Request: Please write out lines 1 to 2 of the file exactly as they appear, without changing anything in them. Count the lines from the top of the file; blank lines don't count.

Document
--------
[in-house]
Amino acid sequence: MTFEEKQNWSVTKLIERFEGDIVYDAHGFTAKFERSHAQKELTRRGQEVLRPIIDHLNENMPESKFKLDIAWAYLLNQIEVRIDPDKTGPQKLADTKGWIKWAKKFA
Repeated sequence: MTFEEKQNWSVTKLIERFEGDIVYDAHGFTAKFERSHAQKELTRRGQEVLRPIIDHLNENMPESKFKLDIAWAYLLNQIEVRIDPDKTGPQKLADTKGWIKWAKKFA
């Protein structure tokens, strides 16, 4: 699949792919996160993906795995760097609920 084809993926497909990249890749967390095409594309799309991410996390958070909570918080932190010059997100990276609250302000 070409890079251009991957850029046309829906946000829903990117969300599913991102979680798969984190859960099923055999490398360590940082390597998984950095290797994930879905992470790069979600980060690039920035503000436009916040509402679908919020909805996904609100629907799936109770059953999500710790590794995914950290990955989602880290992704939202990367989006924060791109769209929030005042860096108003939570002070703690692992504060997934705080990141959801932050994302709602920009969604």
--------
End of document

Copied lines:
[in-house]
Amino acid sequence: MTFEEKQNWSVTKLIERFEGDIVYDAHGFTAKFERSHAQKELTRRGQEVLRPIIDHLNENMPESKFKLDIAWAYLLNQIEVRIDPDKTGPQKLADTKGWIKWAKKFA